All I saw at first was the vision of the room. Then, the rest seemed to follow from it naturally. I've been thinking about this subject a lot recently, so I'm not surprised that something like this popped into my head.
The room was a tangible brown shade, with flecks of golden orange light seeping through the print on the window curtains. A sturdy work desk stood in front of a wall of tall shelves, crossed with a crack of light. The shelves glimmered with fascinating blues and purples, seeming to overflow out of the darkness. Ribbons, thread, yarn, materials, and bows hung like tapestry from the walls. On the workman's desk his instruments lay organized and ready. The green velvet material was already cut and work had already begun on the purple detailing and orange sequins around the eyes. This was the mask-makers workshop, and he was the mask-maker.
It was solitary work, requiring inspiration and deep insight into people. He spent most of his time watching the people who he was creating masks for, observing their interactions with others, looking for the best possible combination, the note that would complete the social chord. Then he would wait for inspiration. Sometimes it would come in the middle of the day, sometimes late at night. An image of an already-completed mask would appear in his mind's eye, and then he would immediately drop everything and rush to complete it, before the vision faded.
He had had failures before, when he was younger. Sometimes people were in a rush, so he went ahead without a vision. Even the memory of these failures made him cringe. The masks were awkward for the users to wear, and it was painful for him to see them struggling through life with ill-fitting masks. He felt the responsibility of his failures greatly. He could have given up. He could have decided that, despite all his innate talent, he wasn't suited or able to do the job. Instead, he let his failures push him to try harder, to be a perfectionist.
People had to be comfortable in their masks. They had to be protective and yet flexible, something to work with and something to hide behind. His work was fine and meticulous, every detail had to be perfect, nothing left out and nothing added on. Hours were spent in silence, undistracted, focused, before he could emerge with another creation. He gave them away, they were always a gift. Masks were invaluable to other people. Most people had more than one, some had many. They were for protection. Everyone had faults, so they used masks to cover themselves. They thought the masks were to hide their flaws from others. However, they didn't know that they were really to hide their flaws from themselves. To unmask someone is considered taboo, because then they have to look at themselves honestly. Most people find themselves looking at something they do not like.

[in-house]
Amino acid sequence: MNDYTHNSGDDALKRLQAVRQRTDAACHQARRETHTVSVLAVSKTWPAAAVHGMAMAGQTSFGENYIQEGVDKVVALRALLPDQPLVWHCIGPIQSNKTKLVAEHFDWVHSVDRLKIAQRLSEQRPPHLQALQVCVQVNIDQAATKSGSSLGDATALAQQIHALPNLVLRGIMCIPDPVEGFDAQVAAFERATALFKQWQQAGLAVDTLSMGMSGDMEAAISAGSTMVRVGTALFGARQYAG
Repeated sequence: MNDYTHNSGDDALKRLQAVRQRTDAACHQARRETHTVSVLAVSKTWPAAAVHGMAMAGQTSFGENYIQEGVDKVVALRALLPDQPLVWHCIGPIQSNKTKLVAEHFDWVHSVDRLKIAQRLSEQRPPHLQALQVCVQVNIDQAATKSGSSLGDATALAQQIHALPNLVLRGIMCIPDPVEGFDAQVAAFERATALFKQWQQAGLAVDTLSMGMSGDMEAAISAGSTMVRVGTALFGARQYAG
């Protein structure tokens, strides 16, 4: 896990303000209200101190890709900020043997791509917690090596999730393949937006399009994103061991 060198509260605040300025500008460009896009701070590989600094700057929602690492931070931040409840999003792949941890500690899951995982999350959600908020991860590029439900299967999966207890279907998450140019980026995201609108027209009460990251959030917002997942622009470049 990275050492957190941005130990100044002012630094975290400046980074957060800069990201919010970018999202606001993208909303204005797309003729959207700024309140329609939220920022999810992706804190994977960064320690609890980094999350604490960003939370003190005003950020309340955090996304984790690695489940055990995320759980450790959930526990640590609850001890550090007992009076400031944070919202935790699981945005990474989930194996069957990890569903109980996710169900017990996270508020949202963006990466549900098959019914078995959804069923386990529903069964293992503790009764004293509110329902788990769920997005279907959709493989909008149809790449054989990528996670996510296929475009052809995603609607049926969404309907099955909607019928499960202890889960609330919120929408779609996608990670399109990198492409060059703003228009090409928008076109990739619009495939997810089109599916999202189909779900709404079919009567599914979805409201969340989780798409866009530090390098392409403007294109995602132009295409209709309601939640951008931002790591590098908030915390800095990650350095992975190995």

He knew how the masks worked. He had built them, knew every detail of their shapes, and knew what the specific curve of each one hid. He did not wear a mask. He had nothing to hide. However, he was more mysterious and confusing than other people, simply because he was so transparent. With no mask, other people had no idea how to grasp his essence.
The door opened. A young girl stepped through the door and into the pool of light from the window. He watched her closely, already planning a mask. She had impersonal blue eyes, but hidden beneath them was a sea of simmering fear. He body posture was calm, collected, and assured. Her long hair looked like it was used to hiding her face. She looked into his eyes, then spoke.
“I need a mask.”
He scanned her body again, for clues. He turned up nothing. “What for?”
She glanced away for a second. “Apparently other people are not comfortable with my social awkwardness.”
She seemed deeply drawn into her own world, fascinated by what she saw there, and yet, attuned to the external world in a unique way.
“You do know that if you wear a mask, while it will limit other people's perception of you, it will also limit your perception of the world.”
“I know.” She paused, and stared into space, her mind running through past experiences from this new perspective. “I know. I have seen it in others, all the time. I'm optimistic that they can see more than they let on, but that they just feel like they must follow through with their mask. Sometimes, though, I find that hard to believe. I...“ She thought again. “I would not want to give up that ability for anything. I would have to tear the mask off if I wore it too much. And then, that would come as a shock to people who know me.”
“I think you have your answer then.”
She looked him in the eyes. She nodded, but said “I might be back.” The door gently shut as she stepped out.
He doubted that he would ever see her again.